A State of Decline

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Non-transferable meal dollars make budgeting a must

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A State of Decline

SUBMITTED 
UW-Eau Claire meal dollars do not transfer over to the next semester, forcing students to either spend their money or lose it.

SUBMITTED UW-Eau Claire meal dollars do not transfer over to the next semester, forcing students to either spend their money or lose it.

SUBMITTED UW-Eau Claire meal dollars do not transfer over to the next semester, forcing students to either spend their money or lose it.

SUBMITTED UW-Eau Claire meal dollars do not transfer over to the next semester, forcing students to either spend their money or lose it.

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40 salmon filets or nine pounds of cheese tortellini?

If someone had told me that I’d have to decide between two such unnecessary food orders during finals week, I most likely wouldn’t have believed them.

But this last December, along with making flashcards and outlining essays, I was also calculating which type of bulk order would effectively use the remainder of my meal plan money.

With the exception of students living in Chancellors Hall, all on-campus students at UW-Eau Claire are required to have a meal plan.

However, when considering the merits of the Platinum, Upper Campus, Lower Campus, or Declining Balance plans, students should be aware that when it comes to meal dollars, there is often a catch.

When I was making my own meal plan decision, I opted for the Declining Balance plan. This plan allows students to use a prepaid sum of $1,080 in any campus dining location, buying as much as they would like until the balance runs out, at which point more money can be added to the account.

However, if there is money left over at the end of the term, it expires without transferring over to the next semester. This has changed from previous years, when it used to expire at the end of the academic year.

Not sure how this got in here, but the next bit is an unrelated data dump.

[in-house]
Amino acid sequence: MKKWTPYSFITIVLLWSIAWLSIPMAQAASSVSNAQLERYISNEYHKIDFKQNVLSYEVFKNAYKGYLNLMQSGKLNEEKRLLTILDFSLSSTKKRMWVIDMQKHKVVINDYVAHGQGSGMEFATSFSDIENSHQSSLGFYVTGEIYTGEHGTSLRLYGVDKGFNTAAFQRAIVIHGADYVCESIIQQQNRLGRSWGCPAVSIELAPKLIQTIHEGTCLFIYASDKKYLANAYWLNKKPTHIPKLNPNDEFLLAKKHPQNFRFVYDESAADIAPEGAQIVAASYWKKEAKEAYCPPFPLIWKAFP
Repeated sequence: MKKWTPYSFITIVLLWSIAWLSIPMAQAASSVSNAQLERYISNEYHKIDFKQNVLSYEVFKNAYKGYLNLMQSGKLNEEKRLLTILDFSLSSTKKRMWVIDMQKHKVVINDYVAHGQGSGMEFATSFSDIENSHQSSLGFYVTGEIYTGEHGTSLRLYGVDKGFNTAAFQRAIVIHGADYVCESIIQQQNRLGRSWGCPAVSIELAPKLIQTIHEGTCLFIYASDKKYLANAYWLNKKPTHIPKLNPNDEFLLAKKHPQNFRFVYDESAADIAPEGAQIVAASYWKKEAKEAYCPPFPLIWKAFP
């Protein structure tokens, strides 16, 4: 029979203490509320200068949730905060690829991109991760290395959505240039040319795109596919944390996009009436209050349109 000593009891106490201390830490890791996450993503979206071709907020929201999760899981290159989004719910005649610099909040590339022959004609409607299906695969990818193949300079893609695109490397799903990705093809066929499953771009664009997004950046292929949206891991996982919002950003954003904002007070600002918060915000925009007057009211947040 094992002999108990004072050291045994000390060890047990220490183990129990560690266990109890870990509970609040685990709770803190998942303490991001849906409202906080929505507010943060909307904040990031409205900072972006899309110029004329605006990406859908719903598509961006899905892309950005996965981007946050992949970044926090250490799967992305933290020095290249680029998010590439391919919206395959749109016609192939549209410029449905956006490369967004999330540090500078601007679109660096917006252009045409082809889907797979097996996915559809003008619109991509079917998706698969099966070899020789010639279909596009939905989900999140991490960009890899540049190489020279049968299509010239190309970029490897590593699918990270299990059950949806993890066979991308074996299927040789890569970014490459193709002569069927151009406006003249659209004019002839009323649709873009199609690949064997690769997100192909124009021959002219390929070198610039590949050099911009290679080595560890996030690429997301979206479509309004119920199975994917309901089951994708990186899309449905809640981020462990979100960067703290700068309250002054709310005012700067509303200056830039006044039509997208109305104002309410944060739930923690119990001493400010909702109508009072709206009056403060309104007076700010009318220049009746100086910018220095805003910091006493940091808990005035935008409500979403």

When I did the math, I found that this breaks down into roughly $9.50 per day, not taking into account Thanksgiving and Spring breaks, eating out, and going home.

At first, the Declining Balance meal plan appealed to me on many levels. I liked the prospect of buying whatever I wanted in quantities of my own choosing without the constraints of block meals. It also had the bonus of being one of the cheapest dining options.

Although I was slightly worried about not having enough money, I am an Eau Claire native and therefore felt confident that I’d be able to go home and raid the pantry if needed.

Around Thanksgiving however, it became clear that not only would the money last me until the end of the semester, but I would also have money left over. I scrambled to use up the money, placing a bulk order so that the remaining amount would not go to waste.

The UW-Eau Claire website does specify that this particular plan is not recommended for first-year students, but even with plans such as the Platinum, meal dollars are non-transferable.

In comparison, other UW schools such as UW-Madison allow students to select a tier based upon how much money they’d like to spend.

This is also non-transferable, but goes by academic year rather than semester, allowing students more time to budget and also more control over the amount of money they’d like to utilize for food.

Meal plans should not be a “one size fits all” scenario. Especially in simple meal plans such as the Declining Balance plan, where what you pay for is what you get, students should be able to have more say in how much money they think they’d need.

For me, my first semester dining experience was an important lesson in budgeting that I will use to spend more effectively in the spring.

That being said, it would’ve been nice if the money I used on my bulk order could’ve gone towards something like tuition or my spring meal plan instead of three cases of sparkling water and nine pounds of tortellini.

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